“Our black bear population is a remarkable resource,” said Mark Ternent, Game Commission black bear biologist. “Every year since 2000, more than 100,000 hunters have headed afield in pursuit of bears, with harvests exceeding 3,000 bears most years, yet many local bear populations across the state have remained stable or increased. It’s a good time to be a bear hunter.”

Kapral is hoping that bear hunters spend some time on the Earth Conservancy’s public access lands in and around Newport Township to help lessen the number of complaints next year. He attributes the high number of complaints to a healthy bear population and easy access to food – i.e. garbage cans and Dumpsters.

The regular bear season runs from Nov. 24 to 26, but the Newport Township area is open for the extended bear season, which runs from Dec. 1–6 (in Wildlife Management Unit 3C and parts of 3B, 4E and 2G; and Dec. 3-6, in all of WMUs 4C, 4D and 4E.). The extra time gives hunters an opportunity to harvest bears while they are in the woods for deer season.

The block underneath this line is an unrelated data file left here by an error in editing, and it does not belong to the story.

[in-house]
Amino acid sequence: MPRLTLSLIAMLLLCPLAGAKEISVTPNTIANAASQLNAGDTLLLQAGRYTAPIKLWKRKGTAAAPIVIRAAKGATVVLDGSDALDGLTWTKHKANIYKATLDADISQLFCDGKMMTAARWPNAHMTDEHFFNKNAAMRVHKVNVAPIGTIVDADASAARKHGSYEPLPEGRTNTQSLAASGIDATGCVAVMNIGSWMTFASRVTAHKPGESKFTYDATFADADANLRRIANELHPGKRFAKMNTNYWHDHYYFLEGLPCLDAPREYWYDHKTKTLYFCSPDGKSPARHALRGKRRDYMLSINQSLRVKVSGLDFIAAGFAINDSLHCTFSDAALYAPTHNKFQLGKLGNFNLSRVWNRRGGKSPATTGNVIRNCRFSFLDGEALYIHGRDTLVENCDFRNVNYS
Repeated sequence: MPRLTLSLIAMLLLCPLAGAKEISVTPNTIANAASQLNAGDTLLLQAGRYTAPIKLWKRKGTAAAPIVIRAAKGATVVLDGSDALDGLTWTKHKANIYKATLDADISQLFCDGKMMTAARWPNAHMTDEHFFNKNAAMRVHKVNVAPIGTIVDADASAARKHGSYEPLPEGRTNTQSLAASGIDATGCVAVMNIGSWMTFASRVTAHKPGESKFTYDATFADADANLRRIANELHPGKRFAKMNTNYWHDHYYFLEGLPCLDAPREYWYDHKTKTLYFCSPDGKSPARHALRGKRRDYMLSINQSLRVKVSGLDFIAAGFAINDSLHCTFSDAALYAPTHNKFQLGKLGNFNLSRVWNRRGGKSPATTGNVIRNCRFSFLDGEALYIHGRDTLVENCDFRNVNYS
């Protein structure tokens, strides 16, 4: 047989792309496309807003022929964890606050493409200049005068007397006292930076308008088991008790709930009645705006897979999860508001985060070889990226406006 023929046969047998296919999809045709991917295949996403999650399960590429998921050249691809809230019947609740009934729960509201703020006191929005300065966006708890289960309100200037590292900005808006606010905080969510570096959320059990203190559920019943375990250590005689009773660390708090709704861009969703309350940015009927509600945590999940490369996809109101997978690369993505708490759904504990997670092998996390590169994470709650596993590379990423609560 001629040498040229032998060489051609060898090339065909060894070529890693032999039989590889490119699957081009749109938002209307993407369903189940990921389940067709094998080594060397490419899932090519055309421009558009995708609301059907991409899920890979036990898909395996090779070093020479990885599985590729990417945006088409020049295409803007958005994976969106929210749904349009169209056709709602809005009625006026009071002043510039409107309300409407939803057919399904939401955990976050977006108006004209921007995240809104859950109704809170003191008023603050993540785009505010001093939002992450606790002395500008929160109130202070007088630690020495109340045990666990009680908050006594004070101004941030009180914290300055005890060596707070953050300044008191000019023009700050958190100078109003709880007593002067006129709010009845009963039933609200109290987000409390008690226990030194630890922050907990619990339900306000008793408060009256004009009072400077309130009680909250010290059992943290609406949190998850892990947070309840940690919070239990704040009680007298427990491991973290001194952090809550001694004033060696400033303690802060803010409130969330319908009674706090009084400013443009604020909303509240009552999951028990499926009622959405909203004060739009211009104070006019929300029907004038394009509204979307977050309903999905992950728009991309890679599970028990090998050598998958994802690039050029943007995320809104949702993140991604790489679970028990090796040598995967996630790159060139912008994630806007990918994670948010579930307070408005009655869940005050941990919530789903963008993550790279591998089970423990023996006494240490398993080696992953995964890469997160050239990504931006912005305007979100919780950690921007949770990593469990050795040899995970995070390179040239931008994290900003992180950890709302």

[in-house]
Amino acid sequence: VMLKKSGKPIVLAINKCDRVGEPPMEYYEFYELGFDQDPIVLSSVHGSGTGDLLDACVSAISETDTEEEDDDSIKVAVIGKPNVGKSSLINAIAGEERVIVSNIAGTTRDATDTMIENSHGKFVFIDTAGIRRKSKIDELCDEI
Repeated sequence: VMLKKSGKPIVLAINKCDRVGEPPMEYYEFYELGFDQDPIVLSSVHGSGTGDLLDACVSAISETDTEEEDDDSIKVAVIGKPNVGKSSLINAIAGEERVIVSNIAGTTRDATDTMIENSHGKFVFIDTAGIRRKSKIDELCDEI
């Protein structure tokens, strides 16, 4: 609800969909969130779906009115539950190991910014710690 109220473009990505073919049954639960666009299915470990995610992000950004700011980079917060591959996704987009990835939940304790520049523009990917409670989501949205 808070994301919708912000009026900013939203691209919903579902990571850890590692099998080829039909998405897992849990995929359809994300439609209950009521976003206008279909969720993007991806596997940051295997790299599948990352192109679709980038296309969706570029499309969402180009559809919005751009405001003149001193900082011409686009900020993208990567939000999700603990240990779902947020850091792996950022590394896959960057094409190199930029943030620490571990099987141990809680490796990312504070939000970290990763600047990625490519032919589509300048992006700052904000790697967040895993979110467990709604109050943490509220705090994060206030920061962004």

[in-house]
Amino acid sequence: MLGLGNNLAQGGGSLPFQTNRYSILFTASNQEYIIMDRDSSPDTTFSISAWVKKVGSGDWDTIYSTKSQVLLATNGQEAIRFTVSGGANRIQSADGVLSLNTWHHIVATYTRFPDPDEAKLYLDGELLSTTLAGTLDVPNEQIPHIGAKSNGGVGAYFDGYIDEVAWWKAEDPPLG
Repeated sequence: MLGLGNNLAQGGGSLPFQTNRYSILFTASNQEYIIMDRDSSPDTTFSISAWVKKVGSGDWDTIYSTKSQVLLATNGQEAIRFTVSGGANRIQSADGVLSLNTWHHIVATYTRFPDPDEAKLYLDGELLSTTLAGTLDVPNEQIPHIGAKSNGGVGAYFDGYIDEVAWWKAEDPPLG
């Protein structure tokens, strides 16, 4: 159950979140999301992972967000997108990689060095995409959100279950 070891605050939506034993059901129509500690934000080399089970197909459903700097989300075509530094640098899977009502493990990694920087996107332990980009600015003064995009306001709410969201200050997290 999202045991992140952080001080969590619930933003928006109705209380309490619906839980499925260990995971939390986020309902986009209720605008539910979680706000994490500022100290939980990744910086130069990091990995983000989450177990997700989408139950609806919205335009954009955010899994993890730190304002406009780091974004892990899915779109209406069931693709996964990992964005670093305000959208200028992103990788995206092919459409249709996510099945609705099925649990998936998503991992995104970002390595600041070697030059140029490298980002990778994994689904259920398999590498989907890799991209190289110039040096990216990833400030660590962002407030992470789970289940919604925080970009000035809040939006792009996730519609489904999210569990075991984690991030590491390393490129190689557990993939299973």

“I’m happy for that,” Kapral said. “This area generated the bulk of my bear complaints, and hunting is the best way to address the matter.”

Last year a heavy, wet snowfall hampered hunter’s efforts on the first day and this season could pose similar problems.

The recent cold spell could force bears into hibernation before opening day, and Kapral said his complaints dropped off once the temperatures plummeted.

“There are still going to be some bears out there, and hunters will have to put on drives to get them moving,” he said.

Ternent predicted hunters should take 3,500 bears this season if good weather prevails, and of those approximately 30 will take a bear weighing 500 pounds or more.